The Bigger Picture: Visual Archives and the Smithsonian
Archive: 01/2011 - Page 1
Today, three new images of starbursts and colliding galaxies from the Smithsonian Astrophysical Observatory’s Chandra X-ray team were uploaded to the Smithsonian's Flickr Commons stream. Check out these colorful, shimmering beauties, millions of light years away from Earth, in the slideshow below:
Here's what Kim Kowal Arcand, Multimedia Specialist at the Smithsonian Astrophysical Observatory's Chandra X-Ray Observatory had to say about the new images:
"One of the central quests of astronomy is to understand how stars form, shine for billions of years, and eventually die—sometimes in explosive deaths as supernovas. The Chandra X-ray Observatory can focus on the high-energy action of this drama in the remains of exploded star SNR 0509-67.5, in the torrent of star formation in star-burst galaxy M82, or in the Antennae colliding galaxies where supernova explosions are enriching the intergalactic gas with elements that will be incorporated into new generations of stars and planets."
- Here’s something to stress out electronic archivists. An epic infographic on the staggering size of the internet in 2010 [via Mashable].
- XRF Spectoro-what?? Check out a Star Trek-like analysis of an ancient Egyptian scroll over on the Brooklyn Museum’s blog.
- Whoa! Can you imagine? The sci-fi series Fringe recreates the Smithsonian's National Air and Space Museum in a Vancouver high school cafeteria [via @susangittins].
- Gigs I would like: artists peruse the National Museum of the American Indian’s collections for inspiration.
- Early 20th century journeys in Kaifeng, China: travel journals from the Freer|Sackler Archives.
- Soooooo, you’ve probably heard already, but here it goes: The National Archives discovers an altered date on an important Lincoln document.
- Advice in a series of blog posts from Thomas Garnett, Director of the Smithsonian’s Biodiversity Heritage Library, about what to do with your library degree in a challenging economy.
- And related: So, you want to be a librarian?, a la 1947:
Vocational Guidance Films, Inc., "Your Life Work Series: The Librarian," 1947.
Today was the kickoff of the International Year of Chemistry 2011, and so we wanted to take the chance to introduce you to some of the chemists from our collections featured on the Smithsonian’s Flickr Commons.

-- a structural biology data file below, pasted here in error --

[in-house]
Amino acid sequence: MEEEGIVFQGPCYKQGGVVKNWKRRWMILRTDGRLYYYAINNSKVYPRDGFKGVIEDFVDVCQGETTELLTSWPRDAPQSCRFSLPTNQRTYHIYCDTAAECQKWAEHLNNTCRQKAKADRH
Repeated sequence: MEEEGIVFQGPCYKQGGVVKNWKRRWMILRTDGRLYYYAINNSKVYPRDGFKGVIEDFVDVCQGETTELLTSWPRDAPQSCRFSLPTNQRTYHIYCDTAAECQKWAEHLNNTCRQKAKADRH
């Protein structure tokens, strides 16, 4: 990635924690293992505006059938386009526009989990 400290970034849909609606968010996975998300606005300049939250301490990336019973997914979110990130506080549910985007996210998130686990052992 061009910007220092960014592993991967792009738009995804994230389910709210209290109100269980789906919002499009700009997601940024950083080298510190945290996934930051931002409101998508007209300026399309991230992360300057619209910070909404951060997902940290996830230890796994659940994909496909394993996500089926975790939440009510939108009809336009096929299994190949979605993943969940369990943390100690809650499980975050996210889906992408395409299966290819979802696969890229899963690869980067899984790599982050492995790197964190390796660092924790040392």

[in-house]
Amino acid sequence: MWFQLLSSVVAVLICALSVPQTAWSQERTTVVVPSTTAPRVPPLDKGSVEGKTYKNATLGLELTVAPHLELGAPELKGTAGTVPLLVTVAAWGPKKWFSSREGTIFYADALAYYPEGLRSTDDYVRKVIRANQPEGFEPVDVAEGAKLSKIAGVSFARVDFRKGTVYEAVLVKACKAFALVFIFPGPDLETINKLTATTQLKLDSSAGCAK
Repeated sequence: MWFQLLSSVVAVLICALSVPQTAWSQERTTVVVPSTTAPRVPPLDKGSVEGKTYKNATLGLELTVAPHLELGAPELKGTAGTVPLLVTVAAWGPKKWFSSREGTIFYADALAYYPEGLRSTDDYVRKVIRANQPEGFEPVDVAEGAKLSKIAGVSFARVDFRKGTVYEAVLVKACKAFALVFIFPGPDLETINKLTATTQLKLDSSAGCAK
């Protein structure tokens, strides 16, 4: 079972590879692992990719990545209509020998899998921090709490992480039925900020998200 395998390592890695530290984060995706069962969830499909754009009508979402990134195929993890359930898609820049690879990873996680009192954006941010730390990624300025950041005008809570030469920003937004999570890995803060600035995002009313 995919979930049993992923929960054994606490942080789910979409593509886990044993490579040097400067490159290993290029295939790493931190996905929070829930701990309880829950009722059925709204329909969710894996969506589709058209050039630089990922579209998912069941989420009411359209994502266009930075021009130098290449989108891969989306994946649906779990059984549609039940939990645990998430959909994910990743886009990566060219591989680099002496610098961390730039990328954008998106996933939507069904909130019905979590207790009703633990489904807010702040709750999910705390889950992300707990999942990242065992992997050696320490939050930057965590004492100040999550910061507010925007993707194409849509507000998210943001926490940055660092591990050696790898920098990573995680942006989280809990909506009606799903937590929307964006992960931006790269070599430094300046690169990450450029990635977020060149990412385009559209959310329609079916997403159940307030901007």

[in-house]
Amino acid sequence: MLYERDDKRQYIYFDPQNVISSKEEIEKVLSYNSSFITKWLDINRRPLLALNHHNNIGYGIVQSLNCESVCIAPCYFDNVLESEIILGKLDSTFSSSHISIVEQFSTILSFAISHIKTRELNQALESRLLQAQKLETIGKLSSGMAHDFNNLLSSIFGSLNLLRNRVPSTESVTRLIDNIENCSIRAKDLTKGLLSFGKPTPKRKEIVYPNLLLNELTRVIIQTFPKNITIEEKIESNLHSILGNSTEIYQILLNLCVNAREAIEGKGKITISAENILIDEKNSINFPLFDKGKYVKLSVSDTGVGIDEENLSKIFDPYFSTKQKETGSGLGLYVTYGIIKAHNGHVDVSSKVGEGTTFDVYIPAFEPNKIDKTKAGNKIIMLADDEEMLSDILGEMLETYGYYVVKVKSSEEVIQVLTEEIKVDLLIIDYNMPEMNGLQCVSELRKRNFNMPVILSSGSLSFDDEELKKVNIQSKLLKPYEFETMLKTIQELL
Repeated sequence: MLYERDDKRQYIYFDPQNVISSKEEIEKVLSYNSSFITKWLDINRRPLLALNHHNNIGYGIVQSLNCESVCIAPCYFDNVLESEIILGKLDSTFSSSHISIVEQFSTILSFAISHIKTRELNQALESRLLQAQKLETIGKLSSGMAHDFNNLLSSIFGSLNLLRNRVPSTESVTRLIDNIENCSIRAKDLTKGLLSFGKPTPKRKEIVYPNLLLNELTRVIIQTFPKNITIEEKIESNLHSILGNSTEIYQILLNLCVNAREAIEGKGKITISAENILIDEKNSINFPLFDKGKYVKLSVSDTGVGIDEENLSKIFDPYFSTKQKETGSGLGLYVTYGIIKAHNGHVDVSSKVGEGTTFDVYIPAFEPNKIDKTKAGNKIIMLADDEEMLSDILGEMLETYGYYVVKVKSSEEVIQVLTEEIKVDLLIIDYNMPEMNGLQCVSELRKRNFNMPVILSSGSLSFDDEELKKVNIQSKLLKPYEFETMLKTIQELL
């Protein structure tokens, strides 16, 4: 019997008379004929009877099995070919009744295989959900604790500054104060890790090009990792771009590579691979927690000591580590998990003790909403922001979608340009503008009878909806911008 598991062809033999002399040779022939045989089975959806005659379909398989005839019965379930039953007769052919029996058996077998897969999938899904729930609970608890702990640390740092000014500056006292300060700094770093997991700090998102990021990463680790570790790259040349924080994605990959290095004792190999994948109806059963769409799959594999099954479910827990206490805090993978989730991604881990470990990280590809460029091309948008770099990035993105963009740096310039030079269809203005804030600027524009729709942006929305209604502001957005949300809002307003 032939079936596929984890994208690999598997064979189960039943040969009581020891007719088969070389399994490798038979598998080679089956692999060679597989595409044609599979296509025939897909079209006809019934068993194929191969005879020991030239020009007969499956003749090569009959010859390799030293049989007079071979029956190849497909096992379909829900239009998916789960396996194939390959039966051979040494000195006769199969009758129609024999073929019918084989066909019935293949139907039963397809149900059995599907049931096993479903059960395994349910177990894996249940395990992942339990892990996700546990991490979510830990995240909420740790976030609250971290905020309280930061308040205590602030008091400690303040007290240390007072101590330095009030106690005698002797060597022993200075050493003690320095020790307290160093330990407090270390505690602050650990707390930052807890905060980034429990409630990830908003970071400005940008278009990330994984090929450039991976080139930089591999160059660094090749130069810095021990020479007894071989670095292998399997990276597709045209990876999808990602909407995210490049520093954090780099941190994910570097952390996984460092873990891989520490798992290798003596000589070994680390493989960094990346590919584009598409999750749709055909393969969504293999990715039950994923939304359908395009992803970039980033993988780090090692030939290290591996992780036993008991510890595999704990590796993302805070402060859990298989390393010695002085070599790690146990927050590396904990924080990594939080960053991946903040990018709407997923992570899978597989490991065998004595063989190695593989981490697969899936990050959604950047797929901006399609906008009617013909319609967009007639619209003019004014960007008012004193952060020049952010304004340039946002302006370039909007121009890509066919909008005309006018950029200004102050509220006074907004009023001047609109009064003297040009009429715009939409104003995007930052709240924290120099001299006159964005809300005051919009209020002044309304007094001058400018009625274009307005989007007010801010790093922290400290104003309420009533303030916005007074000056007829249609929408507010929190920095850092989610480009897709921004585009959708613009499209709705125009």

Our Flickr Commons sets are filled with photos both of chemistry greats that even the non-scientifically inclined among us celebrated in grade-school textbooks, and lesser known individuals that have nevertheless had an impact on the field.
Here’s a rundown of a few of my favorites from the slideshow above:
- Louis Pasteur—French chemist and microbiologist we all know for his breakthroughs in germ theory, pioneering studies on crystal asymmetry, and perhaps most importantly (at least in my opinion), pasteurization: the primary reason we can all drink milk, wine, and beer without getting sick.
- Margaret D. Foster—American chemist who was the first woman to work for the United States Geological Survey, and who completed important research for the Manhattan Project.
- Wilhelm Ostwald—Baltic German chemist and Nobel Prize winner among those typically credited with being the modern founders of the field of physical chemistry, Ostwald also was a passionate amateur painter whose work in color theory influenced the likes of Wassily Kandinsky and Piet Mondrian (who knew!).
- Irène Joliot-Curie—Although often overshadowed by the work of her mother, Irène was equally as brilliant, winning a joint Nobel Prize with her husband in 1935 for her contributions to chemistry on new radioactive elements.
And since in commemoration of the 100th anniversary of the Chemistry Nobel Prize awarded to Madame Marie Curie, the International Year of Chemistry 2011 will celebrate the contributions of women to science, I would especially like to call out the ladies in this group. Some are famous, but it is also the work of relative unknowns, such as Jane Blankenship Gibson—a chemist who was recognized for her homemaking as much as her science during a time when women were still relatively rare fixtures in science labs, and yet who pursued her passion anyway, paving the path for women in the sciences today.
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